Open source advances deeper into hardware: The CHIPS Alliance project

The Linux Foundation welcomes the CHIPS Alliance Project, with its plans to open-source CPU chip and SoC designs for a new day of hardware innovation.
Written by Steven Vaughan-Nichols, Senior Contributing Editor

Open-source hardware is older than you might think. Sun released OpenSPARC in 2007, and IBM started OpenPOWER in 2013. OpenSPARC would die after Oracle bought Sun, and OpenPOWER remains largely IBM-driven. With the recent arrival of the RISC-V (pronounced Risk-Five), though, open-source CPU designs have finally caught fire. Now, the Linux Foundation is helping form the CHIPS Alliance project. CHIPS, in turn, will host and curate high-quality, open-source silicon device design code.

Backed by Esperanto, Google, SiFive, and Western Digital, the CHIPS Alliance will foster a collaborative environment for creating and deploying new open-source chip designs. These will be used across the entire spectrum of computing. This will include mobile, computing, consumer electronics, and Internet of Things (IoT) chip and System on a Chip (SoC) designs.

While these early CHIPS Alliance backers are all committed to the RISC-V architecture, they want to move beyond just RISC-V. They're creating an independent entity for companies and individuals to collaborate and contribute resources to make open-source CPU chip and SOC design more accessible.

"Open collaboration has repeatedly proven to help industries accelerate time to market, achieve long-term maintainability, and create de facto standards," said Mike Dolan, the Linux Foundation's vice president of strategic programs, said in a statement. "The same collaboration model applies to the hardware in a system, just as it does to software components. We are eager to host the CHIPS Alliance and invite more organizations to join the initiative to help propel collaborative innovation within the CPU and SoC markets."

Each of these early member companies are open-sourcing a wide variety of technologies. These include:

  • Google: A Universal Verification Methodology (UVM) based instruction stream generator environment for RISC-V cores. This environment provides configurable, highly stressful instruction sequences that can verify architectural and micro-architectural corner-cases of designs. I should also point out that Google has been hiring chip engineers in recent months.
  • SiFive: RocketChip SoC generator; TileLink interconnect fabric; Chisel, a new open-source hardware description language; and the FIRRTL intermediate representation specification and transformation toolkit. The company, founded by RISC-V's inventors, will also contribute and maintain Diplomacy, the SoC parameter negotiation framework.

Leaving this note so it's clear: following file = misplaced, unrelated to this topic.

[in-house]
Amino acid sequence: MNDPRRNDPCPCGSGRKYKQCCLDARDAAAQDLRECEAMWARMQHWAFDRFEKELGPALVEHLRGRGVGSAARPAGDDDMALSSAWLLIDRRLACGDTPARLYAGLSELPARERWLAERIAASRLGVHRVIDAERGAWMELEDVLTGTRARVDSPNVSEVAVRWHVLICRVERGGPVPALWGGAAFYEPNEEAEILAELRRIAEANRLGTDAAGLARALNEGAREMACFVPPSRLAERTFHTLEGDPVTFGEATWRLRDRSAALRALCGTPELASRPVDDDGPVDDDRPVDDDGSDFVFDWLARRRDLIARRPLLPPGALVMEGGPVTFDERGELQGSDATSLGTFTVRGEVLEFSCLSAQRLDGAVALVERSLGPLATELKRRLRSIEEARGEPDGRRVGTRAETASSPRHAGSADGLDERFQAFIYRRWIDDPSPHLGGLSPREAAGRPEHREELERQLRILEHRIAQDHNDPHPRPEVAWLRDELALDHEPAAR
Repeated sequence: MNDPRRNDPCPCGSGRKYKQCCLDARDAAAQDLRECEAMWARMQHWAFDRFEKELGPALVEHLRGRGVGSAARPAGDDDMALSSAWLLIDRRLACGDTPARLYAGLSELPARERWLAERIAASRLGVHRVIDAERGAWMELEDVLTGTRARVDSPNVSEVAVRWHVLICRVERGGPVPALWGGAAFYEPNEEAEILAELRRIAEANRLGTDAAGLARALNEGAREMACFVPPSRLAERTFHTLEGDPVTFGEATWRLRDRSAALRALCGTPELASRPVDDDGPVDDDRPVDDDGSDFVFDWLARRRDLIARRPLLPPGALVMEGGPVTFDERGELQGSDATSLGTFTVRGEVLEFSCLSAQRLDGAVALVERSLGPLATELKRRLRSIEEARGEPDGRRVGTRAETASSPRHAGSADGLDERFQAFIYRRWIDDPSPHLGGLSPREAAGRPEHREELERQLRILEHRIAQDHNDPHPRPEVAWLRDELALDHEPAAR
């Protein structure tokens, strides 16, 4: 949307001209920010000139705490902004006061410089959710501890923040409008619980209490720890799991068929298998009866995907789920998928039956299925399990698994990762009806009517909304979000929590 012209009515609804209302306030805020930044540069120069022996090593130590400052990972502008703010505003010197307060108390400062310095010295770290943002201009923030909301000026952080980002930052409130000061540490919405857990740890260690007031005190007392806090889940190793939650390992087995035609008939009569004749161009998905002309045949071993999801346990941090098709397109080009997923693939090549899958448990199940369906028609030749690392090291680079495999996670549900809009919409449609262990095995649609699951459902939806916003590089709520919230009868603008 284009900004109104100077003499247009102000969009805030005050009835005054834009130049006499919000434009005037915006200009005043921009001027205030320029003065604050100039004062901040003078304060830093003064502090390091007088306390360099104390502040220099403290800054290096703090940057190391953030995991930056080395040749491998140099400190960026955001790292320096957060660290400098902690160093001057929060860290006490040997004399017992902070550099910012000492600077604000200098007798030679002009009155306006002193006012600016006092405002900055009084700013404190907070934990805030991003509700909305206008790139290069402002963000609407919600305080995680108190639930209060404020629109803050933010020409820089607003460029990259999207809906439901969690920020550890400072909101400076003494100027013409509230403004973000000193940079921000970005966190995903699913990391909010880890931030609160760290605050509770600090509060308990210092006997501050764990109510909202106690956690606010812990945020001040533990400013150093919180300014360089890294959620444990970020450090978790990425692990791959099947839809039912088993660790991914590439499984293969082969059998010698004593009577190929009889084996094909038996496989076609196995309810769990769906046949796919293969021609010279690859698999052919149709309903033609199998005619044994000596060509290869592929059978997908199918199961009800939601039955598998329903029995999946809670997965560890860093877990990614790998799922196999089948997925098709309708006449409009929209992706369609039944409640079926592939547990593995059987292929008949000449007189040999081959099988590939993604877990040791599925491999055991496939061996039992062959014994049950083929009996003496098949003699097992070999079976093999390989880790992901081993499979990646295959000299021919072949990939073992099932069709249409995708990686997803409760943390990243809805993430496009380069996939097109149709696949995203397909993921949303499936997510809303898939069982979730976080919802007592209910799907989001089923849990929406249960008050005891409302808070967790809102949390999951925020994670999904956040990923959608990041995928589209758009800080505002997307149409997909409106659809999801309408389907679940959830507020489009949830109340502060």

• Western Digital: Its high performance, 9-stage, dual issue, 32-bit SweRV core, together with a test bench, and high performance SweRV instruction set simulator. WD will also contribute the specification and early implementations of OmniXtend cache coherence protocol.

Looking ahead, in a statement, Dr. Amir Salek, Google Cloud's senior director of Technical Infrastructure, said: "We are entering a new golden age of computer architecture highlighted by accelerators, rapid hardware development and open source architecture and implementations. The CHIPS Alliance will provide the support and framework needed to nurture a vibrant open-source hardware ecosystem for high-quality, well-verified and documented components to accelerate and simplify chip design."

Specifically, Yunsup Lee, SiFive's co-founder and CTO, hopes CHIPS will reboot chip design. "Semiconductor design starts have evaporated due to the skyrocketing cost of building a custom SoC. A healthy, vibrant semiconductor industry needs a significant number of design starts, and the CHIPS Alliance will fill this need," Lee said.

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Dr. Zvonimir Bandic, Western Digital's senior director of next generation platforms architecture ahd  co-founder of RISC-V added: "The CHIPS Alliance will provide access to an open-source silicon solution that can democratize key memory and storage interfaces and enable revolutionary new data-centric architectures. It paves the way for a new generation of compute devices and intelligent accelerators that are close to the memory and can transform how data is moved, shared, and consumed across a wide range of applications."

Once upon a time, and it wasn't that long ago, innovation rules in chip design. With the fresh air of open source blowing through processors, perhaps we'll see those days returned. With all the inherent security problems revealed in the dominant x86 processor world by the Meltdown and Spectre bugs, it's well past time for new ideas.

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